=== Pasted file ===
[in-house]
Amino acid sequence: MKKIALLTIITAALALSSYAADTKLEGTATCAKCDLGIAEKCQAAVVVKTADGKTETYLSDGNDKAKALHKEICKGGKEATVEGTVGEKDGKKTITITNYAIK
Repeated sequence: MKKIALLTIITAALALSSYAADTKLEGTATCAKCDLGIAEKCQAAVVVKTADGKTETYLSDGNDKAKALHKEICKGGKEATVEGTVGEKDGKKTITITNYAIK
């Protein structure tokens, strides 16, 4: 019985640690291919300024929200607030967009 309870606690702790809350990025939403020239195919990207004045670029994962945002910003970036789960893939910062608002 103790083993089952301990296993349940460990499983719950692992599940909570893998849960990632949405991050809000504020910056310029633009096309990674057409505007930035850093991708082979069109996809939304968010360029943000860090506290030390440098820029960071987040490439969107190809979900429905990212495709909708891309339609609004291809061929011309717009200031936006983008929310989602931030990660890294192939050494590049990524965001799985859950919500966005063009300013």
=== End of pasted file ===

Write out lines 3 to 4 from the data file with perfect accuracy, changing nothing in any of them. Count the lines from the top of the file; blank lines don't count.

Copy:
Repeated sequence: MKKIALLTIITAALALSSYAADTKLEGTATCAKCDLGIAEKCQAAVVVKTADGKTETYLSDGNDKAKALHKEICKGGKEATVEGTVGEKDGKKTITITNYAIK
């Protein structure tokens, strides 16, 4: 019985640690291919300024929200607030967009 309870606690702790809350990025939403020239195919990207004045670029994962945002910003970036789960893939910062608002 103790083993089952301990296993349940460990499983719950692992599940909570893998849960990632949405991050809000504020910056310029633009096309990674057409505007930035850093991708082979069109996809939304968010360029943000860090506290030390440098820029960071987040490439969107190809979900429905990212495709909708891309339609609004291809061929011309717009200031936006983008929310989602931030990660890294192939050494590049990524965001799985859950919500966005063009300013």